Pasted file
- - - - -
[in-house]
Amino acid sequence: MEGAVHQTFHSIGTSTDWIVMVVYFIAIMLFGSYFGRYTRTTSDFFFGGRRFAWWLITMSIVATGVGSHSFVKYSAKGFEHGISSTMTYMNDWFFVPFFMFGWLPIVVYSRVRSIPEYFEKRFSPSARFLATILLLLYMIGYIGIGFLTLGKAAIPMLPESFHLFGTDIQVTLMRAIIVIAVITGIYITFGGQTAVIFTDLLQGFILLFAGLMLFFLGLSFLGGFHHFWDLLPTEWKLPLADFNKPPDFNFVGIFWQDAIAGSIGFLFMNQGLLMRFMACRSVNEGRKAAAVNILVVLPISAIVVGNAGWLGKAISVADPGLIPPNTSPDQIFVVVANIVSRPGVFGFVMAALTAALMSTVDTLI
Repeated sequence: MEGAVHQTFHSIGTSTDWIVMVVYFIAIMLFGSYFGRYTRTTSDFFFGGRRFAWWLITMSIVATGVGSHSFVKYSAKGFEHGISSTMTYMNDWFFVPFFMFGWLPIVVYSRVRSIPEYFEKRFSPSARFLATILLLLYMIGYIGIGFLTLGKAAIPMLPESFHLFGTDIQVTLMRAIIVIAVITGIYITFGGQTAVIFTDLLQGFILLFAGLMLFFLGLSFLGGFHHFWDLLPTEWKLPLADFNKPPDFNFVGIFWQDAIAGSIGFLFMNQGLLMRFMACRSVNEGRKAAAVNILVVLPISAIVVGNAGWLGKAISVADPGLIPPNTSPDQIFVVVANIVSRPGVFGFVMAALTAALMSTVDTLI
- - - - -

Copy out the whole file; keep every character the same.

[in-house]
Amino acid sequence: MEGAVHQTFHSIGTSTDWIVMVVYFIAIMLFGSYFGRYTRTTSDFFFGGRRFAWWLITMSIVATGVGSHSFVKYSAKGFEHGISSTMTYMNDWFFVPFFMFGWLPIVVYSRVRSIPEYFEKRFSPSARFLATILLLLYMIGYIGIGFLTLGKAAIPMLPESFHLFGTDIQVTLMRAIIVIAVITGIYITFGGQTAVIFTDLLQGFILLFAGLMLFFLGLSFLGGFHHFWDLLPTEWKLPLADFNKPPDFNFVGIFWQDAIAGSIGFLFMNQGLLMRFMACRSVNEGRKAAAVNILVVLPISAIVVGNAGWLGKAISVADPGLIPPNTSPDQIFVVVANIVSRPGVFGFVMAALTAALMSTVDTLI
Repeated sequence: MEGAVHQTFHSIGTSTDWIVMVVYFIAIMLFGSYFGRYTRTTSDFFFGGRRFAWWLITMSIVATGVGSHSFVKYSAKGFEHGISSTMTYMNDWFFVPFFMFGWLPIVVYSRVRSIPEYFEKRFSPSARFLATILLLLYMIGYIGIGFLTLGKAAIPMLPESFHLFGTDIQVTLMRAIIVIAVITGIYITFGGQTAVIFTDLLQGFILLFAGLMLFFLGLSFLGGFHHFWDLLPTEWKLPLADFNKPPDFNFVGIFWQDAIAGSIGFLFMNQGLLMRFMACRSVNEGRKAAAVNILVVLPISAIVVGNAGWLGKAISVADPGLIPPNTSPDQIFVVVANIVSRPGVFGFVMAALTAALMSTVDTLI